AAAS Urges United Nations
to Endorse Cloning for Research Purposes
AAAS, the world's largest general
science society, urged the United Nations to support embryonic
cloning for research or "therapeutic" purposes,
but ban all efforts to use cloning for human reproduction.
"AAAS, along with most of the world's mainstream scientists,
endorses a legally enforceable ban on any efforts to clone
a human being," said Alan I. Leshner, chief executive
officer of AAAS and executive publisher of its journal, Science. "Our
fear of reproductive cloning is understandable and appropriate.
But, we must not allow those concerns to block medical advances
that may someday be achieved through other kinds of research
that involve cloned cells. AAAS urges the United Nations to
support research cloning methods intended to alleviate human
suffering caused by injuries and disease."
What is research cloning, and how is it different from reproductive
cloning? Both involve a technique called nuclear transplantation-replacing
the nucleus of a donor's egg with the DNA from an adult cell.
Under certain conditions, the resulting entity will begin developing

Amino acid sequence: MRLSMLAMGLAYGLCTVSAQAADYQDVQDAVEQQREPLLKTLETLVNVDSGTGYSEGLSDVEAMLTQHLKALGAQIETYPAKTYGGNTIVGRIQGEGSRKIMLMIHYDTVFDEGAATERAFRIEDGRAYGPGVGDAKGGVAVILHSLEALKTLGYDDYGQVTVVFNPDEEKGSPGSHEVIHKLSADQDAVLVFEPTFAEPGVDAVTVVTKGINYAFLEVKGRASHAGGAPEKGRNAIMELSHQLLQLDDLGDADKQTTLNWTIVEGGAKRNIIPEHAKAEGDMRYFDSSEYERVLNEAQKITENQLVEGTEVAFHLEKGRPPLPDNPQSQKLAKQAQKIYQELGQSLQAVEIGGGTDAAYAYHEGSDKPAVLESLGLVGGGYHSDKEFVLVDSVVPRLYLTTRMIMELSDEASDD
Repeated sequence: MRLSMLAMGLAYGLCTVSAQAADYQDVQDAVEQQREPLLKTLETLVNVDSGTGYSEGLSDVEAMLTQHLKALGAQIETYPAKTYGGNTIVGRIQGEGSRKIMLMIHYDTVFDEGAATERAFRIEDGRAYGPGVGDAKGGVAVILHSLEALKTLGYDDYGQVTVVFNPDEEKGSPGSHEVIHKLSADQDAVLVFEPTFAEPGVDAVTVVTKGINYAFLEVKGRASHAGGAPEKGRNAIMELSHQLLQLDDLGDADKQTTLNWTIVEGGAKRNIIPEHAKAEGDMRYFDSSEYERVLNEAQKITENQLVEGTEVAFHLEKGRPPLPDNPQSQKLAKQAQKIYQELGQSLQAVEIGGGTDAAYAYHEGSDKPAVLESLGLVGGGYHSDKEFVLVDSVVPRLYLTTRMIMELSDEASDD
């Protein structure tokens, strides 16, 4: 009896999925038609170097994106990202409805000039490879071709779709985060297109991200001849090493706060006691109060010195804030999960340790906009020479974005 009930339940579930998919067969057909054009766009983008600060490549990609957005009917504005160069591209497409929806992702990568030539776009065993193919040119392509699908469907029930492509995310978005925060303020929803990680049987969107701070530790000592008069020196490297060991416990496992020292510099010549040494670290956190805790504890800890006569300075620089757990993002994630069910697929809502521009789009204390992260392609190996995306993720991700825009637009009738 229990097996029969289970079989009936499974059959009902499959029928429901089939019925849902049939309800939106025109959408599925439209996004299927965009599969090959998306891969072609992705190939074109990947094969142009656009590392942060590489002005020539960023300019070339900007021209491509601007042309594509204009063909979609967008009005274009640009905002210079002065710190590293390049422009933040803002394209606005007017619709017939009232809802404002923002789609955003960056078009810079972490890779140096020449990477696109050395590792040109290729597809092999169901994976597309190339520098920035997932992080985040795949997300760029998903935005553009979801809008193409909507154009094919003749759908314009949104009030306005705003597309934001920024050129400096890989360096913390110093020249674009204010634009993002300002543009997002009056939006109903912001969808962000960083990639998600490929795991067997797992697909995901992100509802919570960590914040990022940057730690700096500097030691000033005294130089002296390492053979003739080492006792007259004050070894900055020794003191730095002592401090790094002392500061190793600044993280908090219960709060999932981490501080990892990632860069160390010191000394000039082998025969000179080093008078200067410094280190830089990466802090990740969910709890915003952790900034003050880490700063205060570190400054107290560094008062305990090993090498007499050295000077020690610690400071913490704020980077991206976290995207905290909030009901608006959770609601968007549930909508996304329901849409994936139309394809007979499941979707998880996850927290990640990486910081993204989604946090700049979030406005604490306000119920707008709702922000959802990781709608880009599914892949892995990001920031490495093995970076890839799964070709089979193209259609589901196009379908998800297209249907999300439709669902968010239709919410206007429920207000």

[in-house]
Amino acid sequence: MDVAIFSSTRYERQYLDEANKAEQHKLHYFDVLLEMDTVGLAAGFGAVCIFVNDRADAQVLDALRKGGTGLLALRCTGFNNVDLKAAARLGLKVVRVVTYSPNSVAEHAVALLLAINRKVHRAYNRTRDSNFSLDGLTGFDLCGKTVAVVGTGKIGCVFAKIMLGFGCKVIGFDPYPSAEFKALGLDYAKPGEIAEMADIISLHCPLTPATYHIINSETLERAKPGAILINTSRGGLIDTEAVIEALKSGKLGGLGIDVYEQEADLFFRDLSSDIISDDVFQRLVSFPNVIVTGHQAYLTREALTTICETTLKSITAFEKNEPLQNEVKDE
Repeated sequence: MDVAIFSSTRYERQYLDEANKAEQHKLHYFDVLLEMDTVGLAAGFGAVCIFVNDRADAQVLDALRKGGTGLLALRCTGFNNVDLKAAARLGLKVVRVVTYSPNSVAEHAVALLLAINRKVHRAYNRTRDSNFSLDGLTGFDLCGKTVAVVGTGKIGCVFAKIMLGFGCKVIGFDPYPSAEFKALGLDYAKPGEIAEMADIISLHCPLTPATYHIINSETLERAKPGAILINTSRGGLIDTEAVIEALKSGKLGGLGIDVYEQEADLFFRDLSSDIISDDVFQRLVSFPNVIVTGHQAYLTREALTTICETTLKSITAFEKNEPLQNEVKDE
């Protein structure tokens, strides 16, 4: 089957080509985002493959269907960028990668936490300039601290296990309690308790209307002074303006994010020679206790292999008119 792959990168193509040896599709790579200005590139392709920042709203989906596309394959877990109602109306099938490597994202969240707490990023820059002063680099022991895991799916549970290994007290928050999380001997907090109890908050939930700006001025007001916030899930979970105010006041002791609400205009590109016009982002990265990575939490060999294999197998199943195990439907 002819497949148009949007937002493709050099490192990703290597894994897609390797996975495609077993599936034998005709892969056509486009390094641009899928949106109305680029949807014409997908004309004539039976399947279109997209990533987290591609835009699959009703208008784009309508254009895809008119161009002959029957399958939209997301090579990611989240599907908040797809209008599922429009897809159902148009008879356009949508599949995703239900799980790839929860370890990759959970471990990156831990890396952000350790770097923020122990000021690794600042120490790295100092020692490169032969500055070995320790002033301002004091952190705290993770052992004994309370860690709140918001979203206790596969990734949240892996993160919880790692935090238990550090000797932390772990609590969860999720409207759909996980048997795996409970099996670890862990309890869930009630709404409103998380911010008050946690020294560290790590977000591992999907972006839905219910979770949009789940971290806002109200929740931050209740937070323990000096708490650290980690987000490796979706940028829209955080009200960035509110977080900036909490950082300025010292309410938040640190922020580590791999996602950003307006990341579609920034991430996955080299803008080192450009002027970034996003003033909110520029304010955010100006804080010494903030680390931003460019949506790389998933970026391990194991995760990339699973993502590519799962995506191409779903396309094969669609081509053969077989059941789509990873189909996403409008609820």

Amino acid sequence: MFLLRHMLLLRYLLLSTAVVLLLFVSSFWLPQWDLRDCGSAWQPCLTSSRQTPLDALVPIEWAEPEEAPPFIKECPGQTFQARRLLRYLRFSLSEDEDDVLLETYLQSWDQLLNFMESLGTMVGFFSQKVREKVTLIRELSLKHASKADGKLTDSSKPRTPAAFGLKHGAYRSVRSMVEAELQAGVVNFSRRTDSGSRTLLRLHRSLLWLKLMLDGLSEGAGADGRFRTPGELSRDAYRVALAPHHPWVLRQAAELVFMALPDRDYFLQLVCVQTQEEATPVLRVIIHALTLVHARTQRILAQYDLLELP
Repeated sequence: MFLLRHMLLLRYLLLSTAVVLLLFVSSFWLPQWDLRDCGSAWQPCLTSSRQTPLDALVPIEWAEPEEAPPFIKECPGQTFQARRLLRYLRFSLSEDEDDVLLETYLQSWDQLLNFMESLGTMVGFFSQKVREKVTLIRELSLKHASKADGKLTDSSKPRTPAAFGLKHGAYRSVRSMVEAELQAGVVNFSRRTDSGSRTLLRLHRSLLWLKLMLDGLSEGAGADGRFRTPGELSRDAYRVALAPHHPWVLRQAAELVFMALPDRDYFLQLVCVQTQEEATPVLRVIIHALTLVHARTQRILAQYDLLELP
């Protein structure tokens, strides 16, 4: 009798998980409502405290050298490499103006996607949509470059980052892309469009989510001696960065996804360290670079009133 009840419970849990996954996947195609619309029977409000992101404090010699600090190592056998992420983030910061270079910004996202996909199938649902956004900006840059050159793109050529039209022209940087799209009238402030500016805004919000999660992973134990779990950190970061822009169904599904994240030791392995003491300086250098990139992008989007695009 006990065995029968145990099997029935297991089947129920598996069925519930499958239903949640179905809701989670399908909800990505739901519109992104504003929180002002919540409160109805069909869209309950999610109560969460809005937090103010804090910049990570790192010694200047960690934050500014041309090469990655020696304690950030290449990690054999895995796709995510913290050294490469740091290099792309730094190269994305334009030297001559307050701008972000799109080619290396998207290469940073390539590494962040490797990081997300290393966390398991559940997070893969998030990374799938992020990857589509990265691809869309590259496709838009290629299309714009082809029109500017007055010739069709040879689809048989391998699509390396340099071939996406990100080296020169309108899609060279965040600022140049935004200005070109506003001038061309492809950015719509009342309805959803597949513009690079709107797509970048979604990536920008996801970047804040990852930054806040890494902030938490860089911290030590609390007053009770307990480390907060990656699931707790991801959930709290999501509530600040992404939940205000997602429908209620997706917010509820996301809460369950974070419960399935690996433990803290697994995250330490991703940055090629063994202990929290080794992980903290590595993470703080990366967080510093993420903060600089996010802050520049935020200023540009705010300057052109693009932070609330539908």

like a fertilized egg. In reproductive cloning, the entity
is implanted into a uterus, where it has the potential to develop
into a full organism; a clone of the donor of the adult cell.
In research cloning, the entity is not implanted in a uterus.
Instead, after several days, researchers harvest embryonic
stem cells, which theoretically can develop into any type of
cell and, according to many researchers, may someday be used
to treat neurodegenerative diseases or other conditions.#
Founded in 1848, the American Association for the Advancement
of Science (AAAS) has worked to advance science for human well-being
through its projects, programs and publications in the areas
of science policy, science education and international scientific